The thinktank said it was not silent about the subject of LGBTQ but rather the issue is “emotional” and lacks comprehensive data.
According to IMANI, the lack of data on LGBTQ in Ghana denies “an organisation like IMANI the ammunition we would bring to a fight like Agyapa or provide us with the depth of insight that one can rely upon to make the wide-ranging policy contributions that IMANI is noted for.” Franklin Cudjoe of IMANI wrote.
“Given the paucity of data, especially official data, about the LGBT situation in Ghana, especially touching on areas such as health, education, employment and human security, the airwaves have become filled with emotional dross about the subject” he added.
IMANI was prompted to respond to the issue after one Agoogi Kesse made a post alleging that their silence has been bought by funding from LGBTQ groups.
IMANI claimed the said Agoogi Kesse is employed by a group that supports and promotes LGBTQ but is turning around to point fingers at them.
Part of the article is fully published by MyNewsGh.com below:
What is even crazier is that in working for the renowned Broadreach, George Kesse/Kwame Agoogi has been able to suppress his so-called Christian animosity for LGBT people by embracing an organisation that in the past 20 years has made tens of millions of dollars in income in the HIV/AIDS space, where provision for LGBT sensitivities and interventions are almost always a requirement for success in winning donor funds from the likes of USAID, PEPFAR etc.
In fact, Broadreach’s work in the HIV space in South Africa would have been much constrained of American and European funding had the organisation entertained the kind of anti-LGBT views that Mr. Kesse/Agoogi is busily pushing on social media today. So why is Kesse/Agoogi not embarrassed to be associated with Broadreach?
During the time George Kesse/Kwame Agoogi was going around touting his mPharma global credentials, was he aware that a big driver of mPharma’s astounding fundraising success was Chamath Palihapitiya, the billionaire Venture Capitalist who has become one of the most ardent pro-LGBT champions in Silicon Valley of late, most recently initiating a campaign with these words:
“We need a wake up call on Sand Hill Road. We need to recapture our potential and open the doors. Invite more people into the decision making: young people, Blacks, Latinos, females, LGBT and others who aren’t necessarily part of the obvious majority.”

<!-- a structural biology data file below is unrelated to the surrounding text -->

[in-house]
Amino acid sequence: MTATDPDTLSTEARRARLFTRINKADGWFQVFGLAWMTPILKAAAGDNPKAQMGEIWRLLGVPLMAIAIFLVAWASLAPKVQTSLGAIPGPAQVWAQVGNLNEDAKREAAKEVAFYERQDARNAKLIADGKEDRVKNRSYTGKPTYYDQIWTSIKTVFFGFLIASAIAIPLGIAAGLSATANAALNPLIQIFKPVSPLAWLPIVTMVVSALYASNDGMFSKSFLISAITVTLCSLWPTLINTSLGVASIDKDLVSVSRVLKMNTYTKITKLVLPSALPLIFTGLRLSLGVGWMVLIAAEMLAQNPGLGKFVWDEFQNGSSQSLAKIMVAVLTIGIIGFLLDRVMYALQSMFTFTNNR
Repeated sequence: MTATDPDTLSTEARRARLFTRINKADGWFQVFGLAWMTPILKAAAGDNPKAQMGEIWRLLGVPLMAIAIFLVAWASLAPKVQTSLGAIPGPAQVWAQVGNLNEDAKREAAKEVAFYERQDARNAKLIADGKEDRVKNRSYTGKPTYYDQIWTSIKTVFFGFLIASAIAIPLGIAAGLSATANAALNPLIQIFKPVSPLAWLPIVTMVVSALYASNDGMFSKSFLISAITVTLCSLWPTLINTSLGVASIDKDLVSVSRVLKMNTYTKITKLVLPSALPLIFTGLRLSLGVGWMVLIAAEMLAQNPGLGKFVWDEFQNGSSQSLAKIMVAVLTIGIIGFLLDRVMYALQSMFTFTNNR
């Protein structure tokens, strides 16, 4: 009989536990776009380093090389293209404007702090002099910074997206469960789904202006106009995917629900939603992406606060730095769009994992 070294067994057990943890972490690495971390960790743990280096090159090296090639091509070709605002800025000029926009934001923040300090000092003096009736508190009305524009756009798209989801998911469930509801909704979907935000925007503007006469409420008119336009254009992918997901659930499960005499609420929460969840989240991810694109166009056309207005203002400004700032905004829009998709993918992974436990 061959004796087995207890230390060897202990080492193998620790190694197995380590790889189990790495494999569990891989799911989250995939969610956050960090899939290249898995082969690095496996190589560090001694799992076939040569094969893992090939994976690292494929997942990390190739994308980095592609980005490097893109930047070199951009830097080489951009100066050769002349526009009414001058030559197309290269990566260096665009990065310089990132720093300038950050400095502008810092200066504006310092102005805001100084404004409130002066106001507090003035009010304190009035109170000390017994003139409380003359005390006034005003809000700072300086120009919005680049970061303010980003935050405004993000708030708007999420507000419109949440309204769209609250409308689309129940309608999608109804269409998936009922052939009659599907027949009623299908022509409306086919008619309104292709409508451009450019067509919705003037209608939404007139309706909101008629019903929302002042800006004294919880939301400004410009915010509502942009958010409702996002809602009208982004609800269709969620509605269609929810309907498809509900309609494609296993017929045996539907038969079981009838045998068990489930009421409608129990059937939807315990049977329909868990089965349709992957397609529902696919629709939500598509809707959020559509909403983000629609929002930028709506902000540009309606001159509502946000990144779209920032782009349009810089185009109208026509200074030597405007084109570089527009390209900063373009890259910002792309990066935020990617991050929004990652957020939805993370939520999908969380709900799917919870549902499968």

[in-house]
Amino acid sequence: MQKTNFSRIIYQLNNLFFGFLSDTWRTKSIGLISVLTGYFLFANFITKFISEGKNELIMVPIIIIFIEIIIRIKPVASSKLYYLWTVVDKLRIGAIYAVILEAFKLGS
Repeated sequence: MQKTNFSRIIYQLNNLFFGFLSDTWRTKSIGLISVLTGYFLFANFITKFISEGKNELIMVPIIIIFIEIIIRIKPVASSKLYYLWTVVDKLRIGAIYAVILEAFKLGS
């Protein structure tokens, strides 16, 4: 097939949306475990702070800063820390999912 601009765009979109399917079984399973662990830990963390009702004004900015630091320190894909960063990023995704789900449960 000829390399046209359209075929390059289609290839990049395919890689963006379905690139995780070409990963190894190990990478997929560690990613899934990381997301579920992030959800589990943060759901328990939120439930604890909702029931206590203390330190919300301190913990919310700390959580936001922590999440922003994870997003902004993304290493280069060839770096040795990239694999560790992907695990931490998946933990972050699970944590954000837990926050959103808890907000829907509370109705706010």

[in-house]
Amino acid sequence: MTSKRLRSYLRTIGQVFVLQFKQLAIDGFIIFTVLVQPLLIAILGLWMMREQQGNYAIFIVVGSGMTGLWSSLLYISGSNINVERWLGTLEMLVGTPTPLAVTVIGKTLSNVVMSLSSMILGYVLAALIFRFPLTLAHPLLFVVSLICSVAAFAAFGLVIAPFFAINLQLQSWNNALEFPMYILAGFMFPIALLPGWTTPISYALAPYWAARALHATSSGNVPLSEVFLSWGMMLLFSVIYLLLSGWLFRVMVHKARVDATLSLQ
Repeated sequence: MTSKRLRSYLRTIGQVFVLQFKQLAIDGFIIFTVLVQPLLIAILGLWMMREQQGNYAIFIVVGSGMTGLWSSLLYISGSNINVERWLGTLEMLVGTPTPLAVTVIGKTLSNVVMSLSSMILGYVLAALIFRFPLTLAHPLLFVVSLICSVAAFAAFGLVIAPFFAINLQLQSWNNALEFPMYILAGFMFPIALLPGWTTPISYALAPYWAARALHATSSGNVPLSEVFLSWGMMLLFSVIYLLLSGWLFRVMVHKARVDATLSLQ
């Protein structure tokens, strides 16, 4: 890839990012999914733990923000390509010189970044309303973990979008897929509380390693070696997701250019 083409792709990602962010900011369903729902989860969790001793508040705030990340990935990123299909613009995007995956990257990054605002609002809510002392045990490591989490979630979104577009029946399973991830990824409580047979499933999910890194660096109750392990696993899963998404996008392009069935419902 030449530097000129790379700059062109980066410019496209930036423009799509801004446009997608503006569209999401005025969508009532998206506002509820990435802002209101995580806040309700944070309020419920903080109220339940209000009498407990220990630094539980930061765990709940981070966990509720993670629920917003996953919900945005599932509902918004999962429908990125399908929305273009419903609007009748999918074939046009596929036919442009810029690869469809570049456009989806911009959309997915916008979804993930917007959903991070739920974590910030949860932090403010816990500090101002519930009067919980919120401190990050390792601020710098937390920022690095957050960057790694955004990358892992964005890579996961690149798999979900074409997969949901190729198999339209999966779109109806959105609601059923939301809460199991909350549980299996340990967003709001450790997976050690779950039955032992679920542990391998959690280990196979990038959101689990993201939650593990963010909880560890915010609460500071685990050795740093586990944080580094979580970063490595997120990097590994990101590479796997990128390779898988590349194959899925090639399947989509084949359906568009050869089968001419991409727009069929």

Did Kesse/Agoogi disclose his views when mPharma was signing the various non-discrimination pledges and covenants one needs to commit to when raising the tens of millions of dollars it has raised from Western investors?
The problem here is that many of the few “serious” people who have decided to “weaponise” this whole LGBT debate into a means to silence people they don’t like for other reasons, usually motivated at the roots by silly, rabid, NPP-NDC partisan angst, is that most of them will not survive even the most basic scrutiny of their views in the places where they tend to seek legitimation or validation from.
Will someone like Kesse/Agoogi be able to look his Broadreach principals or former bosses at mPharma in the face and spew the tosh he has been regurgitating all over Facebook? No, because he wouldn’t have a career otherwise.
Which brings up the issue of “projection”. These people are projecting unto IMANI fears and anxieties in their own lives.
They claim that IMANI receives funding from pro-LGBT groups purposely to remain silent in LGBT matters. Of course, they cannot make the more rational claim that IMANI is paid by said groups to advocate LGBT goals in Ghana because IMANI has a long, published, record which will show that IMANI never discusses issues of sexuality, marriage, affection or social attitudes, simply because these have not been prominent fixtures in the “public policy tradition” in Ghana.